US, South Korea Conduct Anti-Submarine Exercise
The United States and South Korea have kicked off a major anti-submarine drill, weeks after North Korea claimed it had successfully tested a submarine-launched ballistic missile.
The South's Defense Ministry released a statement Monday, calling the drill "the largest joint anti-submarine exercise the allies have ever staged, in terms of its scale and number of vessels involved."
The exercise, which will run through Wednesday in waters off the southern resort island of Jeju, involves more than 10 vessels, including a South Korean Aegis destroyer, as well as submarines surveillance planes and helicopters.
The drills come amid growing concern about the expansion of the North's nuclear weapons and ballistic missile programs.
US Pledges $18 Million for Vietnam to buy Patrol Boats
U.S. Defense Secretary Ashton Carter has pledged $18 million to help Vietnam buy American-made coast guard patrol boats to improve its maritime defense capabilities.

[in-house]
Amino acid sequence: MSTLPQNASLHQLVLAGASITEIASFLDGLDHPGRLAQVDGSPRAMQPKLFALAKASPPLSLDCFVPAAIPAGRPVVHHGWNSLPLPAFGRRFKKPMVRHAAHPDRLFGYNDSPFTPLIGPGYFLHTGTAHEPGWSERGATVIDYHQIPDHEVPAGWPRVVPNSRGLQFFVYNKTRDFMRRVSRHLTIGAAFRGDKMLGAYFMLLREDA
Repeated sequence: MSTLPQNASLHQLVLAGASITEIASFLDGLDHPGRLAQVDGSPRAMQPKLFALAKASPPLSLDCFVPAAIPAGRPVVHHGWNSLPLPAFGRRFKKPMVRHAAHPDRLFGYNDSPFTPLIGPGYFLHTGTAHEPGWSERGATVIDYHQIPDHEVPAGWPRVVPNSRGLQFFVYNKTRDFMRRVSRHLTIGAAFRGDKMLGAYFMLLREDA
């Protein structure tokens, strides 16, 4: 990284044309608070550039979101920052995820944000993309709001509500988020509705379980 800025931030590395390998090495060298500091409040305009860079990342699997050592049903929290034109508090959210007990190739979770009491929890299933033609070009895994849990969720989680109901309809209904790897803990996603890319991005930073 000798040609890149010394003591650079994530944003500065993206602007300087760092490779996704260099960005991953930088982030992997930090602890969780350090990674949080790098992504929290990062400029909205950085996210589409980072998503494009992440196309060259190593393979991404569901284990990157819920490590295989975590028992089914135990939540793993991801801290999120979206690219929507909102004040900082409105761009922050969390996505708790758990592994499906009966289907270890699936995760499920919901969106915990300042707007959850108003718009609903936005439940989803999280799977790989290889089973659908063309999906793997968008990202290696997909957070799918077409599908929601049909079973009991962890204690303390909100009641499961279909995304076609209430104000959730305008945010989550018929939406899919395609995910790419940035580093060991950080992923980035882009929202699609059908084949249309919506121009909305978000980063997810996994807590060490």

Carter is in the communist state to boost military ties. As part of that effort, he and his Vietnamese counterpart signed a "vision statement" Monday to guide the expansion of bilateral cooperation.
At a naval base in Haiphong, Carter toured a patrol boat that had been rammed and damaged by a Chinese ship during a confrontation last year in waters claimed by Vietnam in the South China Sea.
At the beginning of his 11-day tour of the Asia-Pacific region, Carter called for a halt to land reclamation by all countries who claim territory in the South China Sea. He said the United States opposes militarization and the creation of tensions in the region.